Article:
revolt in succession during this period. The
western Bengal had become independent by then. In 1347 Hasan Gangu
established the Bahmani kingdom.
    Muhammad’s health declined rapidly and all his efforts at keeping the
sultanate together ended in failure. For three years the Sultan concentrated on
chasing the elusive Taghi (a rebel officer) and reorganising the provincial
administration of Gujarat. Taghi took shelter with the Sumras of Thatta. The
Sultan therefore moved towards Thatta but in 1351 he died on the way.
According to Badauni, death liberated the Sultan from his people and freed
them from him.
Firoz Tughluq (1351–88)
The long reign of Firoz (37 years) can be seen in two phases. The first phase
of about 20 years is marked by the reversal of the centralising policies of the
previous regime and restoration of peace and prosperity. It also saw the return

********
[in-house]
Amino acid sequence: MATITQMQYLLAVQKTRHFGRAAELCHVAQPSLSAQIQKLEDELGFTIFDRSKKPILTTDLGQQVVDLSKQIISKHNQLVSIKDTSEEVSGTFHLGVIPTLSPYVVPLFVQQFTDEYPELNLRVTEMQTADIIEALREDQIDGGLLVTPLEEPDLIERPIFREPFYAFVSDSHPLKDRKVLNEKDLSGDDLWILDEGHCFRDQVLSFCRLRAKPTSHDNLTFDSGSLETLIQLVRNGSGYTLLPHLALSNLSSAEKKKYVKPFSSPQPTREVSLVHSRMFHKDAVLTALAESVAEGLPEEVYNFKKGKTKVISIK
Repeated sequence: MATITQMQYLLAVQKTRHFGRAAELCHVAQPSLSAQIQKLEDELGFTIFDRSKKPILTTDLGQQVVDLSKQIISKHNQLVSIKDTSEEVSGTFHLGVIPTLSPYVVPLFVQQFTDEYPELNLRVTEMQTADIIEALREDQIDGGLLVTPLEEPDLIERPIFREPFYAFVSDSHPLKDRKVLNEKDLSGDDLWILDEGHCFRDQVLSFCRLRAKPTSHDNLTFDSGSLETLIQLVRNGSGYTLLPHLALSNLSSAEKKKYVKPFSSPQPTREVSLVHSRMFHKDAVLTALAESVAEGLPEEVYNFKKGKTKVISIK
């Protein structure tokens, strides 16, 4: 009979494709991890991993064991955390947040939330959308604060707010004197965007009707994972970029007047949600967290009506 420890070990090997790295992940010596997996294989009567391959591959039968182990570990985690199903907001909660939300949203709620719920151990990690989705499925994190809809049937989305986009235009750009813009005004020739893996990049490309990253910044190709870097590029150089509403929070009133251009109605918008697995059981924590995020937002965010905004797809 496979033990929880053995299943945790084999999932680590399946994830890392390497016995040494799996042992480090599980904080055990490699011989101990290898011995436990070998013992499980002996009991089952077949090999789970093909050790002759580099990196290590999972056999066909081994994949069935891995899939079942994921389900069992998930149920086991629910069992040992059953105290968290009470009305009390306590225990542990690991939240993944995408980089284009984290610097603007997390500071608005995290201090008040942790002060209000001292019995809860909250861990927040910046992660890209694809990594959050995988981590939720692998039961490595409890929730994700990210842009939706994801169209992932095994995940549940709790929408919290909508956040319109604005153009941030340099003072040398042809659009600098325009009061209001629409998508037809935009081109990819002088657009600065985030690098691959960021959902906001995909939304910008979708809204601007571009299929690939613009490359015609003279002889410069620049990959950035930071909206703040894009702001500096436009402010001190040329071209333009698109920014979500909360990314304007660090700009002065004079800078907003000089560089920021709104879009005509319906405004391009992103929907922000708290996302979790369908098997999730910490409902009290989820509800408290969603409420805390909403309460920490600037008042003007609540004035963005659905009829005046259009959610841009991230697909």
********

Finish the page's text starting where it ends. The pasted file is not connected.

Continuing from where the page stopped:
of the sharia laws, which were in fact inscribed by the Sultan on an octagonal
tower near the Firozabad Jami mosque. Wazir Khani-Jahan Maqbul, an
Islamicised Telangani Hindu, successfully maintained the prestige of the
Sultan during this period. The second phase of 17 years witnessed inanition
and evident decline in the strength and prosperity of the Sultanate.
Administrative Reforms The loans advanced by the previous
administration for agricultural purposes were written off. Compensation was
paid to the heirs of all those whom Muhammad had executed, and the letters
of gratitude obtained from them were deposited in a box at the head of the
deceased Sultan’s cenotaph. Painstaking reforms were made in the
assessment and collection of land taxes. The Sultan instituted a six-year
survey of crop production, enabling him to fix permanently the estimated
revenue (Jama) of the Sultanate at six crore seventy five lakh tankas. Newly
dug wells and irrigation canals improved cultivation. The special tax on some
28 items of urban trade and commerce deemed un-Islamic was abolished.